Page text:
Years ago a seminary student in Chicago faced a forgiveness test. Although he preferred to work in some kind of ministry, the only job he could find was driving a bus on Chicago’s south side. One day a gang of teenagers got on board and refused to pay the fare. After a few days of this, the seminarian spotted a policeman on the corner, stopped the bus, and reported them. The officer made them pay, but then he got off. When the bus rounded a corner, the gang made him stop the bus so they could rob him and beat him severely. He pressed charges and the gang was rounded up. They were found guilty. But as soon as the jail sentence was given, the young Christian saw their spiritual need and felt pity for them. So he asked the judge if he could serve their sentences for them. The gang members and the judge were dumbfounded. “It’s because I forgive you,” he explained. His request was denied, of course, but he visited the young men in jail and led several of them to faith in Christ.
Forgiveness is not just a feeling but it is also a commitment of the will. We see that in Joseph with his brothers in several ways. He tells them to go back for their father and come back to Egypt to live. All of you, do not tarry, hurry back! Forgiveness does not look like, Well, I forgive you, but I never want to see you again. Joseph then told them he would give them a place to live and it would be near him. “I will provide for you,” he says. In effect he said, “I will make sure that by God’s provision you will live and not die.” There were 5 more years of famine. To send his brothers back with his “forgiveness” and an order to fend for themselves in Canaan would have been the end of them.
Forgiveness is not just a commitment of the will, but it is also a feeling! Because Joseph chose to forgive his brothers, God brought a warmth into his heart for them. We see that as he “kissed all his brothers and wept upon them.” Derek Kidner wrote, “It was applied theology, God’s truth releasing the will for constructive effort and the emotions for healing affection.” After this, the Bible says, “his brothers talked with him.” What was that conversation about? We don’t know But I don’t think he was venting and rehearsing a list of all the ways they had hurt him. Oh, they had suffered for their actions against Joseph. Sin comes with consequences and is not without just punishment. But forgiveness looks beyond the sin to the sinner and the restored relationship that can now begin.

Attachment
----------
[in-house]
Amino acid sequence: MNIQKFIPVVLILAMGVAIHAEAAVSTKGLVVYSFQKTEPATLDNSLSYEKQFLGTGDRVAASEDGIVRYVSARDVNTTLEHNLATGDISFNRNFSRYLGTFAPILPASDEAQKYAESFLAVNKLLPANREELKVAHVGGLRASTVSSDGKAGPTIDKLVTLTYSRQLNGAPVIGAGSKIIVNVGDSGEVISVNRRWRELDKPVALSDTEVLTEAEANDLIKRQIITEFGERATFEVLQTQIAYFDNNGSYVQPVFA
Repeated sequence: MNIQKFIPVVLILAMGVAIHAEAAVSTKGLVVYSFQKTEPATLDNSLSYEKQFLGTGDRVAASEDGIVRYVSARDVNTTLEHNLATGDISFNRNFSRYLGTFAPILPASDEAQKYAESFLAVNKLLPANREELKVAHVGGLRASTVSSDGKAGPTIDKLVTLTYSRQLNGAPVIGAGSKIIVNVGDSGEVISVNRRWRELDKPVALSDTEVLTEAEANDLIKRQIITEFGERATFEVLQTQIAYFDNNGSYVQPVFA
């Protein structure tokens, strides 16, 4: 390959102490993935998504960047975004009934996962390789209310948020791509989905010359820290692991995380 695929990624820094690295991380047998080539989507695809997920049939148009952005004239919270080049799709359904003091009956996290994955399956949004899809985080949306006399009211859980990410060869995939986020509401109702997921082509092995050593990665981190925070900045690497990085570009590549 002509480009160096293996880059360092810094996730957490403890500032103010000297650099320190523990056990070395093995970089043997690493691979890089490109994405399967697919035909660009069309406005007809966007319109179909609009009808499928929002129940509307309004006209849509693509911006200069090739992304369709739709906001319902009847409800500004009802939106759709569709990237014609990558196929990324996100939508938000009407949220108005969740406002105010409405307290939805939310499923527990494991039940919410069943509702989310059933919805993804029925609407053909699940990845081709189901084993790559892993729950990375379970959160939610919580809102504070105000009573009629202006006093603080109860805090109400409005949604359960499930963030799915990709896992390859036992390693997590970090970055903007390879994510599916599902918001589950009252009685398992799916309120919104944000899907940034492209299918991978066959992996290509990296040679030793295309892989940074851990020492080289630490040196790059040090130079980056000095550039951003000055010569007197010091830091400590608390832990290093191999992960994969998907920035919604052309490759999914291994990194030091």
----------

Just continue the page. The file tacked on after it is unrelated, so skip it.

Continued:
A couple married for 15 years began having more than their usual disagreements. They wanted to make their marriage work and agreed on an idea the wife had. For one month they planned to drop a slip of paper into a “Complaints” box. The boxes would provide a place to let the other know about daily irritations. The wife was diligent in her efforts and approach: “leaving the jelly top off the jar,” “wet towels on the shower floor,” “dirty socks not in the hamper,” and more. After dinner, at the end of the month, they exchanged boxes. The husband read the slips his wife had written and reflected on what he had done wrong. Then the wife opened her box and began reading. They were all the same; each one said, “I love you.”